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Quiet Earth Review of Outcast

Year: 2009
Directors: Colm McCarthy
Writers: Colm McCarthy / Tom McCarthy
IMDB: link
Trailer: link
Review by: rochefort
Rating: 7 out of 10

Fergal (Niall Bruton) and his highly protective mother Mary (Kate Dickie) are constantly on the run, moving from one low-rent U.K. estate to the next, all while being hunted by the ruthless Cathal (James Nesbitt). They're all practicers of witchcraft, Mary using her arcane skills to throw the hunters off the trail, Cathal single-mindedly driven to find them both in the hopes of achieving a higher degree of warlock's power. As Cathal gets closer by the day, Fergal becomes involved with Petronella (Hanna Stanbridge), an earthy projects girl who falls for him immediately. But their young love is threatened not only by Cathal's imminent arrival and Mary's harsh resistance to an unstable female presence in Fergal's life, but also by the strange creature that has appeared in the estate and begun murdering people in the night.

"Outcast" pretty much came out of nowhere and won me over quickly with its dark, moody mix of seedy urban angst and modern-day witchcraft. Think of this as a fringe benefit of the success of the "Harry Potter" series, this one decidedly more for the over-18 set. If you're at all a fan of U.K.-set "Estate" movies (including everything from "Trainspotting", to Neil Gaiman's "Neverwhere", to the "Misfits" tv series, up to the recent "Harry Brown"), then you already know the atmosphere on display, and "Outcast" opts for the dingiest possible depths, using grainy sepia night photography, back-alley griminess, and sparse, apocalyptic set design to excellent effect. The plot unfurls at a reasonable pace but doesn't really drag, and tells essentially three stories: The first concerns Mary and Fergal's ongoing struggle to keep moving without being discovered by the coven they've abandoned for mysterious reasons; the second deals with Fergal's rapidly encroaching puberty and the dangers that Mary believes will accompany his passage into manhood; and the third focuses on Cathal, himself an apparent example of a mature warlock's worst case scenario.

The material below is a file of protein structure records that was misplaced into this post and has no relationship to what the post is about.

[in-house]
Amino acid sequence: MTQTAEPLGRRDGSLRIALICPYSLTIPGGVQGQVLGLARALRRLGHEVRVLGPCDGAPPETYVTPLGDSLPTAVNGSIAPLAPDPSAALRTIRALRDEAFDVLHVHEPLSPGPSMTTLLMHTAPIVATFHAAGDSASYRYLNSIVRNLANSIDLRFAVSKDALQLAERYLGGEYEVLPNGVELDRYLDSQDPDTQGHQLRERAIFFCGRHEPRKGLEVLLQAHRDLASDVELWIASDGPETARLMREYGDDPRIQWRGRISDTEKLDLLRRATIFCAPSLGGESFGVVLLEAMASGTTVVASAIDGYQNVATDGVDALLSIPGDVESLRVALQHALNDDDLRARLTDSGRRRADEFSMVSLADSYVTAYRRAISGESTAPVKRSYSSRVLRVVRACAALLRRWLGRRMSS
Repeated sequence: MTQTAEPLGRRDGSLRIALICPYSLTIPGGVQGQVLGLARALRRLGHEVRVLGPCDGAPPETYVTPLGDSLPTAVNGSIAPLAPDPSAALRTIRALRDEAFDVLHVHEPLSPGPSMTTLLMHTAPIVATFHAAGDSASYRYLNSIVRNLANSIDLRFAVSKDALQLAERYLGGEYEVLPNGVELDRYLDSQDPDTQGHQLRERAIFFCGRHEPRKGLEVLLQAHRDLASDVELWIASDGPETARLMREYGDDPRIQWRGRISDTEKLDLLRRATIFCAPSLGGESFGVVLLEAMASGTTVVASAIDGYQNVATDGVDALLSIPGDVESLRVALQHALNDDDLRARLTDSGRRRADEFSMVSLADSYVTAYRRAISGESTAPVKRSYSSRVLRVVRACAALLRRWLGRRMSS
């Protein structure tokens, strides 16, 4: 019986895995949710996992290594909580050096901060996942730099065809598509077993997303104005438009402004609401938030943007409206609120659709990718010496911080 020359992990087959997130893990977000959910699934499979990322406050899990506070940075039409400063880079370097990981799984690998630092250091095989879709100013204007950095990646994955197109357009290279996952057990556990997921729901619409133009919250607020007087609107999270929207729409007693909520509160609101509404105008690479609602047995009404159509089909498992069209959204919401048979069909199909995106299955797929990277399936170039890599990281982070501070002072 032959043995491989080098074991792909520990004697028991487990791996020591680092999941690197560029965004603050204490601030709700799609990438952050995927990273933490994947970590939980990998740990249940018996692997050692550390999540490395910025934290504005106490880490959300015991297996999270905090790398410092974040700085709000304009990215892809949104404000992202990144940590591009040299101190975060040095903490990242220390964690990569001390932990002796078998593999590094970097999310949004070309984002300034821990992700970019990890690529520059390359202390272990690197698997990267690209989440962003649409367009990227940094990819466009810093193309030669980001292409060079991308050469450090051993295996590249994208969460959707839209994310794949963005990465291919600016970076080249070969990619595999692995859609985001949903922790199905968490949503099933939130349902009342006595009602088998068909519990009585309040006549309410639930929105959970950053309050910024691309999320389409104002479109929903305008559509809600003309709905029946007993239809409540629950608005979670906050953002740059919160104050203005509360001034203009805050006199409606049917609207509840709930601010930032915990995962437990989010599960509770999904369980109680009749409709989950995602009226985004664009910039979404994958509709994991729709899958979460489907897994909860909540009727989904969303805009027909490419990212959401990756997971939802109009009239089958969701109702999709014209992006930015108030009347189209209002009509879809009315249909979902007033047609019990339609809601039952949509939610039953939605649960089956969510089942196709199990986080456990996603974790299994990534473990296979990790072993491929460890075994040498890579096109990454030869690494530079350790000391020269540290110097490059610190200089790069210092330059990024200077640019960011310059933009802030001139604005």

Bruton and Dickie make a convincingly creepy mother and son, their scenes imbued with a discomforting sexual underpinning made all the creepier by the clever way the script slowly and casually dispenses clues as to the true nature of their relationship. Petronella is eye-poppingly cute and feisty, and her portrayal initially comes across as the standard dead-end projects girl, but she finds moments here and there that inject an unexpected vulnerability, and in the end it's easy to believe that Fergal would risk so much to be with her. But it's Nesbitt's villain Cathal that steals the show. Nesbitt as the bad guy is just an easy win; he's got a one of a kind screen presence and owns no matter if he's playing sympathetic ("Bloody Sunday") or dark ("Five Minutes of Heaven"). Here he's playing extremely dark, his Cathal a mixture of sweaty desperation and malevolent treachery.

Key scenes with both hunter and hunted show the step-by-step procedure of their magic, each full of nice little details about how this or that spell is cast or protective glamour is achieved. This is the real bread and butter of the pic, and the filmmakers know that if you're going to tell a story about witches and warlocks, there had better be witchcraft, dammit, and on this front "Outcast" consistently delivers. There's nary a black hood or shiny pagan broadsword in sight, either, the emphasis throughout on "household" magic (albeit of a kind that seems to require the user always be naked) rather than pyrotechnics or multicolored lazer beams. The only real overtly fantastic element is in the "beast" that haunts the estate, and this may be a letdown for some, but I found it enjoyable both in its execution and as the final answer of the puzzle.

A festival gem if ever there was one, "Outcast" probably won't prove to be much more than a modest success, so it's likely you'll have to work a little to track this one down. There's not enough spectacle on display to attract a stateside theatrical run, and the consistently (even oppressively) dark tone will probably relegate it to a straight-to-disc release, hopefully by the likes of somebody like Anchor Bay, who would at least know how to treat this one with the respect it deserves. It's beyond ironic that the majority of magic- and witchcraft-themed movies in this day and age are targeted to families and the 'tween market, so "Outcast" is weird in that it's almost a basic return to form, a film about the dark stuff that's meant for adults. Uneven in places and definitely not perfect, but done well enough to make you wish more filmmakers would follow its lead.